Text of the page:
Irish Lesson 11
logo

Céad Míle Fáilte!

IRISH GAELIC
LESSON BOARD

Make a real connection to your Irish heritage

Feeling like you could never crack Irish Gaelic?

Break it down into easy Bitesize portions, with the free "Irish for Beginners" email course by Bitesize Irish Gaelic.

Enter your name and email address below to get started (and we'll never spam you):

Lesson by "The Irish People"

PRONUNCIATION

The pair of letters "ea" within a word or at a word end often gets an (a) sound like that in the English word "hat". Examples: fear (far), man; bean (ban), woman; leat (lat), with you; is ea (sha), it is; ní hea (nee HA), it is not.

At the beginning of a word, the "ea" often gets the (ah) sound in the English word "psalm". Examples: eagla (AH-gluh), fear; eaglais (AH-glish), church; each (ahk*), horse.

Sometimes "ea" is pronounced (ou), as in English "out", when it is inside a word.

Examples: ceann (kyoun) head; leabhar (LOU-wuhr), book; gleann (gloun), glen; seabhac (shouk), hawk.

If in an unaccented syllable, "ea" is usually pronounced (uh). Examples: seisean (SHESH-uhn), he (emphatic); aingeal (ANG-uhl), angel.

We will continue to give you the pronunciation guide for all new words and most of the exercises, but you will gradually develop ability to pronounce words by drawing on your experience with similarly spelled words, so that after a time you will not depend on the pronunciation guide.

REFLEX EXPRESSIONS

Here are several more expressions that you should learn for quick use in conversation and thought.

B'fhéidir (BAY*-dir), Perhaps.

Gan amhras (guhn OU-ruhs), Without doubt.

Fan go bhfeicfidh mé (fahn goh VEK-hee may*), Wait till I see.

Is maith é sin (is MAH ay* shin), That's good.

Notice that the second "f" in "bhfeicfidh" is pronounced like an "h". This letter "f" indicates the future tense.

GRAMMAR

Last week we learned how to say that a person or thing is in a general class. An example:

Is seomra é (is SHOHM-ruh ay*), It is a room.

Here are the basic forms for this:

Is scoláire mé (is skuh-LAW*-re may*), I am a student.

Is scoláire tú (is skuh-LAW*-re too), You are a student.

Is scoláire é (is skuh-LAW*-re ay*), He is a student.

Is scoláire í (is skuh-LAW*-re ee), She is a student.

Is scoláirí sinn(is skuh-LAW*-ree shin), We are students.

Is scoláirí sibh (is skuh-LAW*-ree shiv), You (plural) are students

Is scoláirí iad (is skuh-LAW*-ree EE-uhd), They are students.

VOCABULARY
Masculine nouns

dinnéar (DIN-yay*r), dinner

Im, an t-im (im, un tim), butter, the butter

siúcra (SHOOK-ruh), sugar

fo-chupán (FOH-k*upaw*n), saucer

ith, ag ithe (i, eg I-he), eat, eating

éist, ag éisteacht (ay*sht, eg AY*shtyahk*t), listen, listening

Feminine nouns

scoil, an scoil (skuhl, un skuhl), school, the school

subh, an tsubh (soov, un toov), jam, the jam

cathaoir, an cathaoir (KAH-heer, un K*AH-heer), chair, the chair

ól, ag ól (ohl, eg ohl) drink, drinking

milis (MIL-ish), sweet

dána (DAW*-nuh), bold

DRILL

Go through the basic forms for "is" (is), with:

dochtúir, dochtúirí (dohk*-TOO-ir, dohk*-TOO-IR-ee), doctor, doctors

múinteoir, múinteoirí (moo-in-TYOHR, moo-in-TYOHR-ee), teacher, teachers

péintéir, péintéirí (PAY*N-tay*r, PAY*N-tay*r-ee), painter, painters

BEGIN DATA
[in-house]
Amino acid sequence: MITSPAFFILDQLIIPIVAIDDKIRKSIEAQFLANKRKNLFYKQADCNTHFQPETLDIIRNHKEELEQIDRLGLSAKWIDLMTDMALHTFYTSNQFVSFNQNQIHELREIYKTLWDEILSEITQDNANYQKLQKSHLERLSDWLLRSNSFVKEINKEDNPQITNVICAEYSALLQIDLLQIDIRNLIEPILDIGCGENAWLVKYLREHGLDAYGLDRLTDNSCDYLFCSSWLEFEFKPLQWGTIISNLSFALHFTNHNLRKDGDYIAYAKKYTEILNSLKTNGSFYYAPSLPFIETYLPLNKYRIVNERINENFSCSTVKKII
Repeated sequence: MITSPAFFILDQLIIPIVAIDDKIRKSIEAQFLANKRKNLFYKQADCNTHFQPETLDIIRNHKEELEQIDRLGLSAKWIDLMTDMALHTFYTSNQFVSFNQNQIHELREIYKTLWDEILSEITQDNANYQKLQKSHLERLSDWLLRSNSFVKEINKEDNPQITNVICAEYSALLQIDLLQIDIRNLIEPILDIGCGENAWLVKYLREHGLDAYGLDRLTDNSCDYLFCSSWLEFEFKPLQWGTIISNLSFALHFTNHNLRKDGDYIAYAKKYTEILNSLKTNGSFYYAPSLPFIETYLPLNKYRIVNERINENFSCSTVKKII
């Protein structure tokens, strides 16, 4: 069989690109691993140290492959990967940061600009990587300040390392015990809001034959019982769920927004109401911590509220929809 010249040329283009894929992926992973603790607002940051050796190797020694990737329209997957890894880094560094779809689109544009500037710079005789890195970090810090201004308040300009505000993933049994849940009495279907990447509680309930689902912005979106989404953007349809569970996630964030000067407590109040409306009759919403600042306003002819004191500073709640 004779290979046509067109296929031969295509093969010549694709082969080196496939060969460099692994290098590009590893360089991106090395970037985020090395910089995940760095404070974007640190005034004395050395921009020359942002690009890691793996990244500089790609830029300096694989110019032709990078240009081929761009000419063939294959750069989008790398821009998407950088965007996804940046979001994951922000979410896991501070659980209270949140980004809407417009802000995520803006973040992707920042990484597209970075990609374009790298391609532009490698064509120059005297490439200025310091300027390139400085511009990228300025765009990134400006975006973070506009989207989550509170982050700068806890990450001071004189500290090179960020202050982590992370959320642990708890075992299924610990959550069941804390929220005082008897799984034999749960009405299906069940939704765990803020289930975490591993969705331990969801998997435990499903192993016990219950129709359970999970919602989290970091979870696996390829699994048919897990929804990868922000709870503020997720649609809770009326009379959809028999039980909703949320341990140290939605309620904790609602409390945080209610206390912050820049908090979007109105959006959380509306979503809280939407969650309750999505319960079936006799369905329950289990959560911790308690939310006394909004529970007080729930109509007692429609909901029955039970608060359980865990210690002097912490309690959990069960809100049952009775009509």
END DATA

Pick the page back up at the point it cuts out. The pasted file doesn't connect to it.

CONVERSATION

Máirín (maw*-REEN), Maureen: Tar isteach sa chistin agus suigh síos (tahr is-TYAHK* suh HYISH-tin AH-guhs si SHEE-uhs). Tá do dhinnéar ullamh (taw* duh YIN-yay*r UL-uhv). Come into the kitchen and sit down. Your dinner is ready.

Dónall (DOHN-uhl), Donald: Ach cá bhfuil Pádraigín? (ahk* caw* vwil PAW*-dri-geen) Nach bhfuil sí abhaile ón scoil fós? (nahk* vwil shee uh-VWAHL-e ohn skuhl fohs) But where is Patricia? Isn't she home from school yet?

Máirín: Níl sí (neel shee). Níl a fhios agam cá bhfuil sí (neel is uh GUHM kaw* vwil shee). She's not. I don't know where she is.

Dónall: Tá gach rud ar an mbord, go cinnte, ach tá an fochupán seo salach (taw* gahk* rud er un mohrd, goh KIN-te, ahk* taw* un FOH-k* u-paw*n shuh suh-LAHK*). Everything's on the table, certainly, but this saucer is dirty.

Máirín: Nigh é, mar sin (ni ay*, mahr shin). Tá mé an ghnóthach (taw* may* AHN-gnoh-huhk*). Wash it then. I'm very busy.

Dónall: Ó, tá Pádraigín ag teacht anois (oh, taw* PAW*-dri-geen uh tyahk*t uh-NISH). Tá sí ag siúl trí gach áit fhliuch ar an tsráid. (taw* shee uh shool tree gahk* aw*t lyuk* er un traw*d). Oh, Patricia's coming now. She's walking through every wet place on the street.

Máirín: Agus í gan a buataisí! (AH-guhs ee guhn uh BOO-ti-shee) And she without her boots!

Notes: In Irish, "an-" before an adjective means "very". It usually aspirates the next consonant, as in "an-fhliuch" (AHN-lyuk*), very wet. Accent is usually on the "an-" prefixed to the word.


Would you like to learn Irish Gaelic with audio pronunciation?

You can really start to learn to speak Irish with Bitesize Irish Gaelic.
It's a full online learning program.

  • Would you like to make a connection with Ireland?
  • And speak the native language of the Irish?
  • Do you find it difficult to learn from reading only text?
Then take the free Irish for Beginners email course by Bitesize Irish Gaelic. Every couple of days, you'll get a mini-series of free Irish language lessons. Each lesson is full of interactive audio recordings.

Learn Irish with Irish for Beginners, by Bitesize Irish Gaelic.

<<back to top of page>>

(c) 1997 The Irish People. May be reprinted with credit.


Home | Word Review Board | Irish Facts & Fun | Audio Central | Sitemap

erins web . erins web ireland . erins web gaelic . erins web weaves
about
.
site map
. privacy statement

© Bitesize Irish Gaelic Ltd. 2014, unless otherwise stated. All rights reserved.
Contact Bitesize Irish Gaelic